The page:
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The Cost of Incarceration: Missouri Tells Judges the Price of Sentencing an Individual to Prison

prison-150x150Crime is expensive. The cost of incarcerating individuals is an expense born by society at large. The State of Missouri is advising judges as to the cost of the prison sentences that they hand out.

In Missouri, when a judge is ready to send someone to jail on a criminal charge, he or she now must take into consideration the resulting cost to the State of Missouri. Incarcerating individuals is an expensive proposition. Missouri is now the only state in the country that systematically provides information to all judges with regard to the cost of sentencing the defendants who appear before them to prison time.

Critics of the Missouri system feel that this is an embarrassment for the state. They claim the cost of punishing individuals who have been convicted of crimes should not be a factor taken into consideration by the court. They claim society would be at greater risk if the criminals are not incarcerated and that administering justice is a separate issue from the resulting financial impact on society.

Criminal Justice Is Expensive

America is currently engulfed in an economic crisis. Budgets for court systems have been cut. Politicians are faced with the task of keeping their citizens safe while making the legal system operate smoothly, efficiently and as inexpensively as possible.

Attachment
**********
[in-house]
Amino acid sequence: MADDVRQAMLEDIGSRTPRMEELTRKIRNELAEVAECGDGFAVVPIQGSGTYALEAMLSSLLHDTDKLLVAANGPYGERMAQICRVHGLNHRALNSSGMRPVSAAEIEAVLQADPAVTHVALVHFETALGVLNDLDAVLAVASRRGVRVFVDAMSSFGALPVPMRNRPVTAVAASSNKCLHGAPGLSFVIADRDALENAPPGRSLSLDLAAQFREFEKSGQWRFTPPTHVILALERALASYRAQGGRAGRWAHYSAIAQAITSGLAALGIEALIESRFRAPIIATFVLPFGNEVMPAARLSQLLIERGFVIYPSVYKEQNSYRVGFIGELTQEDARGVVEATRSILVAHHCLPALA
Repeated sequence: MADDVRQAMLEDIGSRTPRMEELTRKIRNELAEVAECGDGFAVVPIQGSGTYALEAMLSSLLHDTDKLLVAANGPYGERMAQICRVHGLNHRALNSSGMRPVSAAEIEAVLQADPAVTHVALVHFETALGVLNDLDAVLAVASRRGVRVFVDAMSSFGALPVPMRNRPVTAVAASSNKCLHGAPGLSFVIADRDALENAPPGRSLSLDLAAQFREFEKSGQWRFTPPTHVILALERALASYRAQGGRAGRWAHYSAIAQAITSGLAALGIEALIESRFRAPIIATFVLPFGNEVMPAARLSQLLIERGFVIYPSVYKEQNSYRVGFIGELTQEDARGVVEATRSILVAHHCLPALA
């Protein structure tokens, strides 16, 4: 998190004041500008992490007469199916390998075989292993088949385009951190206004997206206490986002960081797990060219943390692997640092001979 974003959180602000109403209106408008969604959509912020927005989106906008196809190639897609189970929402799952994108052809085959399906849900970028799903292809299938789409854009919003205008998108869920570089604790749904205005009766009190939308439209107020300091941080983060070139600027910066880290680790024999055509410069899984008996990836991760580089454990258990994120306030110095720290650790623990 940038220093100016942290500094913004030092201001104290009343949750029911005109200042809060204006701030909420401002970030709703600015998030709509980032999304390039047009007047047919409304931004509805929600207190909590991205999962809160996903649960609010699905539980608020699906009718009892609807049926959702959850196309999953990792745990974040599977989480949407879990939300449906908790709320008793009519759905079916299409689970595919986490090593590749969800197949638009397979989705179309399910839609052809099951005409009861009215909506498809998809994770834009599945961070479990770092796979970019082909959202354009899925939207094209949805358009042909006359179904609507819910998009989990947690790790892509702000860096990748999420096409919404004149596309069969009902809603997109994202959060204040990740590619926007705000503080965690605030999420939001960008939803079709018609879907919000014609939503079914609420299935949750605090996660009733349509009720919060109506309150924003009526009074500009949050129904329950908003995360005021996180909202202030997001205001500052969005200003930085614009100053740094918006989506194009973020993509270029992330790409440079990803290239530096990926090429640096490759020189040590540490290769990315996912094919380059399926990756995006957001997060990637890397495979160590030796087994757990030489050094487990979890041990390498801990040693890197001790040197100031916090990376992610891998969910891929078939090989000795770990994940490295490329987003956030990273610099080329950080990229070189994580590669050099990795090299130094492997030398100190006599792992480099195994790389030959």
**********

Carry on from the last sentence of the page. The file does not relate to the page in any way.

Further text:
The State of Michigan has closed some of its prisons. Arizona is currently considering privatizing its correctional facilities. California, a state in dire financial straights, is investigating all types of ways to reduce the amount of individuals incarcerated within its borders.

The Criminal Justice System In New York

At the present time, the state of New York has significant financial problems. Each year the legislature fails to pass a budget on a timely basis. Governor Patterson threatened to lay off workers because the state cannot afford to pay them.

Query: Should judges handing out criminal sentences for individuals convicted of misdemeanors and felonies take in consideration the cost to New York State for keeping those individuals in jail? Should individuals convicted of nonviolent crimes receive alternative sentences to incarceration?

I personally see no harm in providing a judge with the actual cost of sentencing an individual who appears before him or her. I believe Missouri’s system of providing judges with the cost of the jail terms they hand out to be a good idea. Incarceration of nonviolent offenders for small, petty crimes is a waste of valuable (and extremely limited) resources!

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